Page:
The unexpected feminism of ‘The Queen’s Gambit’

Story by Katie Hohman
Staff writer

Illustration by Terry Song
Staff illustrator

The Queen’s Gambit is an exhilarating new seven-part drama miniseries from Netflix. The show is an adaptation of Walter Tevis’s 1983 fiction novel of the same name and follows orphan Beth Harmon (Anya Taylor-Joy) as she attempts to become the world’s greatest chess player. Set in the mid-1950s to late-1960s, the series observes both Harmon’s transition into adulthood and her advancement in the world of chess.

Thomas Brodie-Sangster plays Benny Watts, a fictional chess master that befriends Harmon. Taylor-Joy’s impressive chemistry with Brodie-Sangster adds hints of comedy and romance to the show.

The plot of the show is not only incredibly unique but bends genres in an exciting way. A mix of drama, comedy, and romance, the series tackles everything from the cut-throat nature of the chess world to the dangers of addiction. Gambit is a tale of drug abuse in the 60s, tense Cold War relations, and the expanding role of women in chess. The show’s choice to have Harmon grow up and become more comfortable in her femininity also touches on the struggles that many women have to endure in order to be respected in male-dominated fields like chess.

While chess may seem like an unusual subject to focus a show around, the team behind Gambit was able to fill such a confusing game with suspense and drama. The miniseries invites everyone to learn more about the game and just how intense each match can be. Through Beth’s character journey, viewers discover the dedication, studying, and hard work that goes into being a professional chess player.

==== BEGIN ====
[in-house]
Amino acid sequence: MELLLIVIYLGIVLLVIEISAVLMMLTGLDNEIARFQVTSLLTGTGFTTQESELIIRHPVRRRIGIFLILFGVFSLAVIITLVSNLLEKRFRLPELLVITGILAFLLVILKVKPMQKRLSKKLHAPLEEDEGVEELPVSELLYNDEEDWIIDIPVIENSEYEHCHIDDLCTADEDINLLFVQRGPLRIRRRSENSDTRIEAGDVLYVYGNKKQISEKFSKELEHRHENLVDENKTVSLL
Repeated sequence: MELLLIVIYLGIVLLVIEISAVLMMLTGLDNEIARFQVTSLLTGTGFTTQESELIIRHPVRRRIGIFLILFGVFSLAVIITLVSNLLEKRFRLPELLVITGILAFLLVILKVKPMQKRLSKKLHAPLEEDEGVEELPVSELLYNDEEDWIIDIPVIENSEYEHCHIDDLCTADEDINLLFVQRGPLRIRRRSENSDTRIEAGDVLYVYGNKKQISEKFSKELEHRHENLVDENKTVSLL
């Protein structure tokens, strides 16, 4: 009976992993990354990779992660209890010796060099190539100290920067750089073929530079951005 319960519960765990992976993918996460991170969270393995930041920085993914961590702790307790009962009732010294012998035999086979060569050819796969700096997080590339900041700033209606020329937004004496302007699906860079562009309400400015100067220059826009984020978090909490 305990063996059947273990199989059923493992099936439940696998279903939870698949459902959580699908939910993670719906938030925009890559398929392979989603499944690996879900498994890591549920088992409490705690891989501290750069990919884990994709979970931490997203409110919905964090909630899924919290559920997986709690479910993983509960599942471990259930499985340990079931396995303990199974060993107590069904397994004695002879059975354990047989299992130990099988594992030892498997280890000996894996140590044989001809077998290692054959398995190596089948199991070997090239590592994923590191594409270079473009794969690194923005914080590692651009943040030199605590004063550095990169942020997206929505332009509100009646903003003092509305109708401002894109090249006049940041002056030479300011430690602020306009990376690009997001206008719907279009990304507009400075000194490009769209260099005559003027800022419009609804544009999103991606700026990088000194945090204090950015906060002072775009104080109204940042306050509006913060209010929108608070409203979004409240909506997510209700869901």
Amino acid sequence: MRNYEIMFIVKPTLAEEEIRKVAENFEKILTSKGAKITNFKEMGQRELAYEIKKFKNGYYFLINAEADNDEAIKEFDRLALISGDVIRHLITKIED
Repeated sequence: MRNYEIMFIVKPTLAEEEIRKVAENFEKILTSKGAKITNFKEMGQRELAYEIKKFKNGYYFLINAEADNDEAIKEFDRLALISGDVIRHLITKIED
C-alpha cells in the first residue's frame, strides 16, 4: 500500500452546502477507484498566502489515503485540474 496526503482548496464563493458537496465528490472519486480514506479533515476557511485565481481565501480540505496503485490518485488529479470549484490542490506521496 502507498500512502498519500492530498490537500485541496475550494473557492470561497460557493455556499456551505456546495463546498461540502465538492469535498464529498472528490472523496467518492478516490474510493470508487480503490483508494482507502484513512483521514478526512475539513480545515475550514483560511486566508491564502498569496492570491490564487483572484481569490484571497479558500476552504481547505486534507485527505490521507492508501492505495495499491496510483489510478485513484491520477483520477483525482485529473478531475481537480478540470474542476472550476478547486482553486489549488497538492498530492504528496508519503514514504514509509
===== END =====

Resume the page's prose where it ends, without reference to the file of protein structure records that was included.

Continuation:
The series’ use of music highlights the atmosphere and intensity of the plot. The soundtrack is a charming 60s time capsule, featuring artists like Quincy Jones and The Monkees, and draws the viewer into the wild, vivid world of Gambit. The original score, composed by Carlos Rafael Rivera, reflects the thoughtful mindset and high stakes of a well-played chess match.

Cinematographer Steven Meizler’s unique camera movements, close-up shots and dramatic lighting add to the intensity and emotion of each episode. As Beth finds herself becoming more and more dependent on drugs, her descent into addiction is reflected through an increase in shadows and muted colors.

The Queen’s Gambit is, if anything, the tale of one woman trying to make it in a man’s world and the series does an incredible job balancing feminist undertones with drama and realism. While not outwardly a feminist piece, the show sheds light on how difficult it was for women to balance being competitive in a society that expected complacency.

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